I’m sure you are aware that yesterday was Groundhog Day, that insignificant “holiday” where a glorified rodent supposedly predicts the weather for the rest of the winter. I’m not sure of its origins, or how Punxsutawney, Pa. became the center of its celebration, but I did enjoy the movie filmed there.
In fact, if you turned on your TV news or scrolled through your social media posts yesterday you probably saw video of the real ceremony, where a celebrity groundhog named “Punxsutawney Phil” came out of his hole at Gobbler’s Knob on a sunny morning, saw his shadow, and thus predicted that we will be having six more weeks of winter.
I’ve never been to Punxsutawney, though I do enjoy saying the word (considerably more than I do typing it!). I did play played baseball in college with a guy from there (his name was Bill…and yes, we called him “Punxsutawney Bill.”) He said it was the biggest event of the year in Punxsutawney, as one might imagine, with much pomp and circumstance. Still, it’s hard to get that excited about the accuracy of a Pennsylvania rat as a weather prognosticator.
Of course, it’s not like the crowd of trained meteorologists at our local TV stations do a lot better, even with their computer models, Doppler radar, and satellite imagery. But sometimes I think the frustrations and disappointments of blown forecasts are more the fault of the milk-and-bread buying general public when things don’t go as predicted, because we all expect too much to begin with. In the end, they are trying to predict the future, and experience proves that’s there no guarantees at that for anybody.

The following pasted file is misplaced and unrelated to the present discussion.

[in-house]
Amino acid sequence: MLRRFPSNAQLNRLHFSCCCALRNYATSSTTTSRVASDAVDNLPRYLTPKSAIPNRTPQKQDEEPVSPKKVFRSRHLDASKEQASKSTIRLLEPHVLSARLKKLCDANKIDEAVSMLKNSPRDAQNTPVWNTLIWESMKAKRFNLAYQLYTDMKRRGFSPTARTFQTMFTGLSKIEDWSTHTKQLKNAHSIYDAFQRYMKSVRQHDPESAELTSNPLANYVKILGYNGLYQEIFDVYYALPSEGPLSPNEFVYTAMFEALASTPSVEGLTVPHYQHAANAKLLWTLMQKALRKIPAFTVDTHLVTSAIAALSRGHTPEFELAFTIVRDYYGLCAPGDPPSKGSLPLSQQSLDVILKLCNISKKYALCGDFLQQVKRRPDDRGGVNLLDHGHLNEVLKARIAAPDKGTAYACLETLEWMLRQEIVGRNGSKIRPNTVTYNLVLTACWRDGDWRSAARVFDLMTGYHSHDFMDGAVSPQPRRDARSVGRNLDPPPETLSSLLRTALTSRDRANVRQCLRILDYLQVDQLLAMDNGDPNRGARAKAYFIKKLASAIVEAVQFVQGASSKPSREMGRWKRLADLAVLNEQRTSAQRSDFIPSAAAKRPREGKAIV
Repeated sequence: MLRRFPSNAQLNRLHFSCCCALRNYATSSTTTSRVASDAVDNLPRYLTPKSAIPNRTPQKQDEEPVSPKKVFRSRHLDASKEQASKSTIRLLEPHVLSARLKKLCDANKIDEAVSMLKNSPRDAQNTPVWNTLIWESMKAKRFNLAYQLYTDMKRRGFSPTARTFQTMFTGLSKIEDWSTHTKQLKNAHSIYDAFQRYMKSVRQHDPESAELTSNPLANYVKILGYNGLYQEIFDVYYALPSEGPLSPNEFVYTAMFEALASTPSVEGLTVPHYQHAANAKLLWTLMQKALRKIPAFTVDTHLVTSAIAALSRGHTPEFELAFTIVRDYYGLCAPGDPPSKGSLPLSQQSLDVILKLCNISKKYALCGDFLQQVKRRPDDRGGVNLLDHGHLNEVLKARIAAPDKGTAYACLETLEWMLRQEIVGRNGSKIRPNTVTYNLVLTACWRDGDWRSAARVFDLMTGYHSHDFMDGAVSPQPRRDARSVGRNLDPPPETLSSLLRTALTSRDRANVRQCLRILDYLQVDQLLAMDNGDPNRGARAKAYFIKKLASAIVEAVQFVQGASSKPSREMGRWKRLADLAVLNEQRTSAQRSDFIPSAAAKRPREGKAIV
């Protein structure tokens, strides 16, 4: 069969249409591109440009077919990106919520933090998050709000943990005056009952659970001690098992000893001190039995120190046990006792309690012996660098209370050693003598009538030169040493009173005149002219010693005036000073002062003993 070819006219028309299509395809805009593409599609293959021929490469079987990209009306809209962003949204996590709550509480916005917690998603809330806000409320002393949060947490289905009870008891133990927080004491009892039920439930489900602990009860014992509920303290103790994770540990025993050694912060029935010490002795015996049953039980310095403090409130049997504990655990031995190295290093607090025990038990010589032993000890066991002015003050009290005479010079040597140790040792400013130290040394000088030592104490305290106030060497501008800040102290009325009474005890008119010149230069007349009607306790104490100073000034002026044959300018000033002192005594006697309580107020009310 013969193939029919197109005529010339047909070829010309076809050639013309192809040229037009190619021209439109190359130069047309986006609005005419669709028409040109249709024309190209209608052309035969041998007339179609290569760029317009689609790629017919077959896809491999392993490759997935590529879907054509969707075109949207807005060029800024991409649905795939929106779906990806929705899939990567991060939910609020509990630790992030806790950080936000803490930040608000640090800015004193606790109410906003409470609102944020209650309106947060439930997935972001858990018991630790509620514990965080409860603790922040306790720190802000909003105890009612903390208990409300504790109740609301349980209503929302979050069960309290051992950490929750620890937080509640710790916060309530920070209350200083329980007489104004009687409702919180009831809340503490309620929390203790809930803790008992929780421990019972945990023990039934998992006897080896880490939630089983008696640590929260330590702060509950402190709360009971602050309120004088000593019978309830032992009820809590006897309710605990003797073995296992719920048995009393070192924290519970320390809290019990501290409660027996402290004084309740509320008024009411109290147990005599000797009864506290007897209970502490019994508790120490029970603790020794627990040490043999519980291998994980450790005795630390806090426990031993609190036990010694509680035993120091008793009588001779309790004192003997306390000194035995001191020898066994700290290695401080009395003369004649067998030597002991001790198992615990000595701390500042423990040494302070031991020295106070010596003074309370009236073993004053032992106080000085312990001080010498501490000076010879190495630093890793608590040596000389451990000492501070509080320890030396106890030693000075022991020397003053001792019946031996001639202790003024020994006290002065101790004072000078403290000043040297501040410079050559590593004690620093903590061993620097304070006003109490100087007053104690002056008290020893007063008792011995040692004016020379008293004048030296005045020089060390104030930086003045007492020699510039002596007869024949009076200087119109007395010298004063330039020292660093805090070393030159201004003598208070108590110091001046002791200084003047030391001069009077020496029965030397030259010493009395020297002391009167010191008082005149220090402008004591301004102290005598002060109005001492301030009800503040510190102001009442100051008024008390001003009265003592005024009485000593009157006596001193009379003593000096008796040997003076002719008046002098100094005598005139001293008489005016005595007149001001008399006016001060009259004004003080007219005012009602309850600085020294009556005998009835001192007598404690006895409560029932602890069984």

It does seem that we have more than our share of prognosticators and prophets these days, forecasting everything from long-term weather patterns, to college football recruiting, to the Super Bowl, to the stock market. And, of course, there are always our trusty end-times predictors, who have a a Bible in one hand and a Fox News report in the other, ready to tell us what the future holds and that the end is near. Or, at least near-er.
When you get down to it, only God knows what’s going to happen the next six weeks, or six months, or six years, and I happen to trust His judgment on the issue more than a celebrity groundhog, or even a weather guy with a colorful map behind him. And I hope you will too.
As Corrie ten Boom once said, “Never be afraid to trust an unknown future to a known God.” That assumes two things, which are both vital for us to understand. The first is, the future is unknown for all of us, even if we think otherwise. You never know what tomorrow holds. But, on the other hand, you can know the God who holds that future in His hands, and He can be trusted.
I am sure you have heard the old saying, “I don’t know what the future holds, but I do know Who holds the future.” I hope you don’t just know about Him, but that you know Him, personally and intimately, as your Lord and Redeemer. Rest in Him, and trust Him with your today, and all of your tomorrows. And whether your life seems sunny, partly cloudy or altogether stormy, He will be there with you.
I am praying for you, as I hope you are for me, and I look forward to seeing you on Sunday.